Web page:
If Coca-Cola and KFC have a ‘secret’ recipe, the most famous search engine on the market has yours. But unlike previous ones, yours changes and evolves faster.
Google, the Internet search giant, has a deserved market share (90.3%, according to Statista). Its success is not the result of fantastic marketing campaigns: it is the result of effectiveness.
When a user makes a query on Google, they usually find what they need in a matter of seconds, even though some searches have millions of valid results: ‘buy cheap shoes’ (54 million results), ‘iPhone headphones’ (27 million), etc.
However, its effectiveness would not be possible without successive updates of Google’s algorithm. But what exactly does the algorithm consist of?
What is the Google algorithm and why should ecommerce know it?
In the 1990s, the massification of the internet became a problem for surfers. Finding the information or product they needed was difficult in such chaos.
And this problem was the origin of search engines. Google, launched in 1998, was one of the last of the decades, but had been preceded by AltaVista in 1995 and Archie in 1990.
Despite not being the pioneer search engine, Google managed to become a reference company in this flourishing sector. Today, its service is needed more than ever, as there are nearly 150 million active websites in the digital realm, according to Netcraft data.
But what is the Google algorithm? This can be defined as a series of codes that allow to interpret and classify the existing web contents, based on a series of positioning factors.
Some estimates suggest that this algorithm changes up to 500 times throughout the year, which helps us understand why it is so difficult (if not impossible) to decipher.
What we can do is understand how this algorithm thinks, which can be summarized in two characters: UX (user experience).
Bearing in mind UX, all Google’s algorithmic changes make sense. Google aims first and foremost to provide its customers with the best experience.
For example, when search traffic began to come mostly from mobiles and tablets, what was Google’s response, to look the other way? No. Google updated its algorithms to improve the mobile user experience (this is precisely what motivated the famous mobile first index).
But what are the parameters that Google’s algorithm takes into account, what are their codes looking for to improve UX? The density of keywords, backlinks, interlinks, extension, and quality of the text, the presence of images and videos, responsive design, use of friendly URLs, etc.
It would be impossible to summarize in a single article (and let’s not say in a section) all the positioning factors used by the algorithms of this search engine!
Now that we know how the complex mechanisms of this search engine work, it is worth going deeper into the new SEO algorithm for Google.
How is the new SEO algorithm for Google in 2019?
Although 2019 is not over yet and there are many algorithmic changes that can shake SERPs, we will summarize the following changes:
At the moment, the new SEO algorithm for Google includes these novelties, with many more that could be incorporated into the equation of the famous search engine.
The introduction of the Medic algorithm has left no one indifferent. Although it was created in August 2018, it is receiving numerous updates this year. Medic is no revolution for SERPs. To tell the truth, ecommerces can be reassured, since this patch has been limited to reviewing and correcting a number of errors identified by the staff of Alphabet (Google).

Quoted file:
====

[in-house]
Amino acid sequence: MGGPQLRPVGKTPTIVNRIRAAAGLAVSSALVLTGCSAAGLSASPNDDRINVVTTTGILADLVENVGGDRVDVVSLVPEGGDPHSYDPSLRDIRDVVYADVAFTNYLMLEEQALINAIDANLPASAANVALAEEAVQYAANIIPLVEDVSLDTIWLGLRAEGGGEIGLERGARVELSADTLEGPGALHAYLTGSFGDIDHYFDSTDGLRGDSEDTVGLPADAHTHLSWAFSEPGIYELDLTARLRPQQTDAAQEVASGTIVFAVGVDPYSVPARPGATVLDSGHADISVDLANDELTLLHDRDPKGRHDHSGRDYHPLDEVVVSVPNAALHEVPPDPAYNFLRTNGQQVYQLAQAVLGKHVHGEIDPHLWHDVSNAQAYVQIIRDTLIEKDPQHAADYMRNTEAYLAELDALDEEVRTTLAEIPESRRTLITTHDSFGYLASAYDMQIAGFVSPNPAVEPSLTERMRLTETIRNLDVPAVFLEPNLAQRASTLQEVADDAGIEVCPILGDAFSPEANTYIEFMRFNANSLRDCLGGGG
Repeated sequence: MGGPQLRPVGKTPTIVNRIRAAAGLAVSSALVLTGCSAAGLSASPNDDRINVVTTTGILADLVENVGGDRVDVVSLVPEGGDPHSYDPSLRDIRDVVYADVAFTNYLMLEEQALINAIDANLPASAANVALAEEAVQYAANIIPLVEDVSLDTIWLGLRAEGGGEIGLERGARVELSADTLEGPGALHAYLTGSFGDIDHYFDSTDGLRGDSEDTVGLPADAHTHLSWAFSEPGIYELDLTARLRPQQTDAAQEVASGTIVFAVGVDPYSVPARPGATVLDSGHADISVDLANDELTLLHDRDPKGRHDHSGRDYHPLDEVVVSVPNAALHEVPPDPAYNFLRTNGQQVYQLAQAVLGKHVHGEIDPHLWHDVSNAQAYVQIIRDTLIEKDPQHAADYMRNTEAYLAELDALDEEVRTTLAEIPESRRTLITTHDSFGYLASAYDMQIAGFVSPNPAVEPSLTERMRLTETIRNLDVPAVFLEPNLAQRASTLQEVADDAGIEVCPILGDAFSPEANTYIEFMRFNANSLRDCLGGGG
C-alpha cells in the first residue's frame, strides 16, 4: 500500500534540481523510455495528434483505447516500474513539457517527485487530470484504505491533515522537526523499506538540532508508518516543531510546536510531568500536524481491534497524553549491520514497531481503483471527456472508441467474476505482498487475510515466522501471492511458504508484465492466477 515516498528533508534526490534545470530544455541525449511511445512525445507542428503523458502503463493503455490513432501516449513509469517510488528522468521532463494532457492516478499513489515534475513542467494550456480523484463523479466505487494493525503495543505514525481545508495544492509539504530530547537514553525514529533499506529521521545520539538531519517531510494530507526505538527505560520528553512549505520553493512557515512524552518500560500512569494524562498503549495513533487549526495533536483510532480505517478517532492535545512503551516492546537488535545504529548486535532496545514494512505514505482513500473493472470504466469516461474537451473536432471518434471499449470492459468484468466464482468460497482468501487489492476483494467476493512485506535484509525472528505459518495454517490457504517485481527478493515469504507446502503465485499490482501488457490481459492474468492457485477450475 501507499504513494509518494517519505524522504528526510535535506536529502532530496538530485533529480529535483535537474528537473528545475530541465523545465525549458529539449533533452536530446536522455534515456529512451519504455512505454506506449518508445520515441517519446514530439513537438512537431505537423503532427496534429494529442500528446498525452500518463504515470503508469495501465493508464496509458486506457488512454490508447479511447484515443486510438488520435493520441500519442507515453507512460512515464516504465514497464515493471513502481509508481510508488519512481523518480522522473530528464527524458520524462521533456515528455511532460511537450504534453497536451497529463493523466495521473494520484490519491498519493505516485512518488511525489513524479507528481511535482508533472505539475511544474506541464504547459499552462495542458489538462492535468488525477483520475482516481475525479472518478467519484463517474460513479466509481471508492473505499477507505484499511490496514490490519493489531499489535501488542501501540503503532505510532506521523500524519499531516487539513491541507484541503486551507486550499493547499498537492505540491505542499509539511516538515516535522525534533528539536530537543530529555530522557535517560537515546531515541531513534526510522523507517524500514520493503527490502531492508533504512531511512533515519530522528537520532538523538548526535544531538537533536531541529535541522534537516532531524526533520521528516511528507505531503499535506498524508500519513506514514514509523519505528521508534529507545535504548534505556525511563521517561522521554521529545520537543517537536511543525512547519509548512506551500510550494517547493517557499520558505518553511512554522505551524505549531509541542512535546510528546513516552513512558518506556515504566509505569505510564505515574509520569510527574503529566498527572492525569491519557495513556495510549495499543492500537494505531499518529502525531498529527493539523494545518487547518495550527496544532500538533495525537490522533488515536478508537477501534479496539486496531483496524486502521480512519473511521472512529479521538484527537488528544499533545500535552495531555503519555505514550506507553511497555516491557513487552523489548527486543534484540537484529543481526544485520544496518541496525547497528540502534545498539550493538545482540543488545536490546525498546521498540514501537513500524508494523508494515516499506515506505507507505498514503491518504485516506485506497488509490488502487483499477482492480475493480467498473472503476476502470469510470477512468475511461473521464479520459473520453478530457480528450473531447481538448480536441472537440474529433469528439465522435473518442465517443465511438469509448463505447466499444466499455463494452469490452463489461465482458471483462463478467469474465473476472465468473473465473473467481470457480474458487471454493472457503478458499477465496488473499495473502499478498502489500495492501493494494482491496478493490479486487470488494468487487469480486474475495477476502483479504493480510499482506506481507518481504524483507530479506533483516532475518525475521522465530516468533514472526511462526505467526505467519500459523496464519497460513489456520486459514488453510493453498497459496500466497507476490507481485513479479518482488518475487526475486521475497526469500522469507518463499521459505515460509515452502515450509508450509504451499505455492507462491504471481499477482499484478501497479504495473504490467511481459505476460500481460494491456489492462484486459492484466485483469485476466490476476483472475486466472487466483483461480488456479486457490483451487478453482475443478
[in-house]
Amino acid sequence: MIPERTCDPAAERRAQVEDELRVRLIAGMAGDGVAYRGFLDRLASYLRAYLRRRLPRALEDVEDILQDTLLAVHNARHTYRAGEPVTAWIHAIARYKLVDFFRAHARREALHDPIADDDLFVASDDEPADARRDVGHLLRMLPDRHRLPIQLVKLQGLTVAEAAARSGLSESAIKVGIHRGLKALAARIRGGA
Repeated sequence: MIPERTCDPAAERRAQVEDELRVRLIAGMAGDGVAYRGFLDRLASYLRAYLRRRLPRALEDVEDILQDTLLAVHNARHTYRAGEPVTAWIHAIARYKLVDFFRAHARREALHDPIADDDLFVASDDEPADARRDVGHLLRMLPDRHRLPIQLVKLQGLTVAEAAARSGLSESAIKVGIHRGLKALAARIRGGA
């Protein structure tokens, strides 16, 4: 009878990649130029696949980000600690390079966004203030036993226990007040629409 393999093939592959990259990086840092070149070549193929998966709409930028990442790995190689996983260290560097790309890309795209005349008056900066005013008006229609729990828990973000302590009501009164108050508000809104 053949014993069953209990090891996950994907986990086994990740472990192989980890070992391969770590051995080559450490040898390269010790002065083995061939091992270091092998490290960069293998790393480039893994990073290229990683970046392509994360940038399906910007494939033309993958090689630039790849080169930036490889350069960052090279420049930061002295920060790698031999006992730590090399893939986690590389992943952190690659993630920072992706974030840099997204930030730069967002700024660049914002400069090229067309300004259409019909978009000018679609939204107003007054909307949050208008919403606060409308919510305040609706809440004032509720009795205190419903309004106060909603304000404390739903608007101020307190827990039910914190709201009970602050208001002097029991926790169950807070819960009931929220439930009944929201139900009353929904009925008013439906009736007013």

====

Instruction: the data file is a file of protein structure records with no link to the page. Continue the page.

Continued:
Certain industries have not even noticed any change in their organic traffic, although this is not the case of health, whose companies have been affected by Medic.
Another of the most interesting updates in 2019 of Google’s algorithm is Fred. This new ‘ingredient’ will not affect ecommerces that have avoided using bad positioning practices either.
Those who have used black hat (or are using it) have reason to fear Google Fred.
This novel algorithm, designed to combat aggressive monetization strategies, is a ‘hunter’ that pursues ads, content, and websites of little value to users but have somehow managed to position themselves very high in SERPs. This hurts UX, so Google uses Fred to neutralize it.
Finally, Google could launch new algorithms aimed at prioritizing websites and online shops with better cybersecurity – although obviously, this is only a hunch.
Why is that? I don’t know. Because Google knows that security and privacy are qualities that are increasingly valued by users in the digital world.
Trust is especially important in e-commerce. Online consumers must feel protected from the beginning to the end of the sales cycle. This is only possible with certificates and security protocols such as SSL, HTTPS, and others.
To top it all, Google announced that its algorithms would penalize websites without an SSL certificate by 2019.
These certificates, which are displayed in the browser with a green padlock, allow encryption and protection of the information transmitted between a web server and the users’ browser.
In short, the new SEO algorithm for Google still needs a few more ‘ingredients’ to complete its configuration.
It is too soon to say that the next updates will break with all of the above or give continuity to the 2018 updates.
Be that as it may, ecommerces will be right to pay attention to Google’s future algorithmic changes, if they wish to preserve or optimize their positioning in the SERPs.